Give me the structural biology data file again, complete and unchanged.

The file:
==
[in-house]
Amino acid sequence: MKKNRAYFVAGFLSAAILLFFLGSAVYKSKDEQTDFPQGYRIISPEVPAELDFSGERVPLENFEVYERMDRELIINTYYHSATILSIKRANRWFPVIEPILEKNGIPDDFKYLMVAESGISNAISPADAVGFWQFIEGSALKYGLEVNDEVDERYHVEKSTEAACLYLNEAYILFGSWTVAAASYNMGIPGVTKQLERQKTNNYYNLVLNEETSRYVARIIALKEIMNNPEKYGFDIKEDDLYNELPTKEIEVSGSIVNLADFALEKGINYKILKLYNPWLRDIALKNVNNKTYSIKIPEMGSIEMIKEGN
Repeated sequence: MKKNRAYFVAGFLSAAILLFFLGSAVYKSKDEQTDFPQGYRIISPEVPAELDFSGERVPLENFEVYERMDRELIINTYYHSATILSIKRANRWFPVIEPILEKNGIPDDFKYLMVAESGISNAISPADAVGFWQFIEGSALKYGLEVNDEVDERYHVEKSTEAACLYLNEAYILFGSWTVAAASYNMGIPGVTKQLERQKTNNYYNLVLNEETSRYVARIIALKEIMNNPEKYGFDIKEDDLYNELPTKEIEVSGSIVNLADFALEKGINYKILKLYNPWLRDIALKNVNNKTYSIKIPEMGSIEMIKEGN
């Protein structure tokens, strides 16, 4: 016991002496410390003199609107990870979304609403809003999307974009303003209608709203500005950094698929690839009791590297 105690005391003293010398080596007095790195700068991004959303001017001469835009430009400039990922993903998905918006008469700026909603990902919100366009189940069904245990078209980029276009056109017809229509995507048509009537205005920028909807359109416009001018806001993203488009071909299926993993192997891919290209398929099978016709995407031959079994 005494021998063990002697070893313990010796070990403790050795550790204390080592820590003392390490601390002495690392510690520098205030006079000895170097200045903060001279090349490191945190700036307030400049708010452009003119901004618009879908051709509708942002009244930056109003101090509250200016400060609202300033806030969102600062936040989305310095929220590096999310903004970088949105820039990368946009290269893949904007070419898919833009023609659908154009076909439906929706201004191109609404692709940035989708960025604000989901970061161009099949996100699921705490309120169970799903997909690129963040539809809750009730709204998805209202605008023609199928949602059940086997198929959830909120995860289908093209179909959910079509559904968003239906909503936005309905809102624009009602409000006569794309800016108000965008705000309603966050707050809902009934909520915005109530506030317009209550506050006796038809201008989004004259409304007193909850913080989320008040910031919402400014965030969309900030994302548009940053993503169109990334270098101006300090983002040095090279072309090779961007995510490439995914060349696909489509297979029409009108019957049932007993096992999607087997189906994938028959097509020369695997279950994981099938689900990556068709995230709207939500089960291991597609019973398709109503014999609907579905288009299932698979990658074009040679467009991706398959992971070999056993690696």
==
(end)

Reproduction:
[in-house]
Amino acid sequence: MKKNRAYFVAGFLSAAILLFFLGSAVYKSKDEQTDFPQGYRIISPEVPAELDFSGERVPLENFEVYERMDRELIINTYYHSATILSIKRANRWFPVIEPILEKNGIPDDFKYLMVAESGISNAISPADAVGFWQFIEGSALKYGLEVNDEVDERYHVEKSTEAACLYLNEAYILFGSWTVAAASYNMGIPGVTKQLERQKTNNYYNLVLNEETSRYVARIIALKEIMNNPEKYGFDIKEDDLYNELPTKEIEVSGSIVNLADFALEKGINYKILKLYNPWLRDIALKNVNNKTYSIKIPEMGSIEMIKEGN
Repeated sequence: MKKNRAYFVAGFLSAAILLFFLGSAVYKSKDEQTDFPQGYRIISPEVPAELDFSGERVPLENFEVYERMDRELIINTYYHSATILSIKRANRWFPVIEPILEKNGIPDDFKYLMVAESGISNAISPADAVGFWQFIEGSALKYGLEVNDEVDERYHVEKSTEAACLYLNEAYILFGSWTVAAASYNMGIPGVTKQLERQKTNNYYNLVLNEETSRYVARIIALKEIMNNPEKYGFDIKEDDLYNELPTKEIEVSGSIVNLADFALEKGINYKILKLYNPWLRDIALKNVNNKTYSIKIPEMGSIEMIKEGN
């Protein structure tokens, strides 16, 4: 016991002496410390003199609107990870979304609403809003999307974009303003209608709203500005950094698929690839009791590297 105690005391003293010398080596007095790195700068991004959303001017001469835009430009400039990922993903998905918006008469700026909603990902919100366009189940069904245990078209980029276009056109017809229509995507048509009537205005920028909807359109416009001018806001993203488009071909299926993993192997891919290209398929099978016709995407031959079994 005494021998063990002697070893313990010796070990403790050795550790204390080592820590003392390490601390002495690392510690520098205030006079000895170097200045903060001279090349490191945190700036307030400049708010452009003119901004618009879908051709509708942002009244930056109003101090509250200016400060609202300033806030969102600062936040989305310095929220590096999310903004970088949105820039990368946009290269893949904007070419898919833009023609659908154009076909439906929706201004191109609404692709940035989708960025604000989901970061161009099949996100699921705490309120169970799903997909690129963040539809809750009730709204998805209202605008023609199928949602059940086997198929959830909120995860289908093209179909959910079509559904968003239906909503936005309905809102624009009602409000006569794309800016108000965008705000309603966050707050809902009934909520915005109530506030317009209550506050006796038809201008989004004259409304007193909850913080989320008040910031919402400014965030969309900030994302548009940053993503169109990334270098101006300090983002040095090279072309090779961007995510490439995914060349696909489509297979029409009108019957049932007993096992999607087997189906994938028959097509020369695997279950994981099938689900990556068709995230709207939500089960291991597609019973398709109503014999609907579905288009299932698979990658074009040679467009991706398959992971070999056993690696």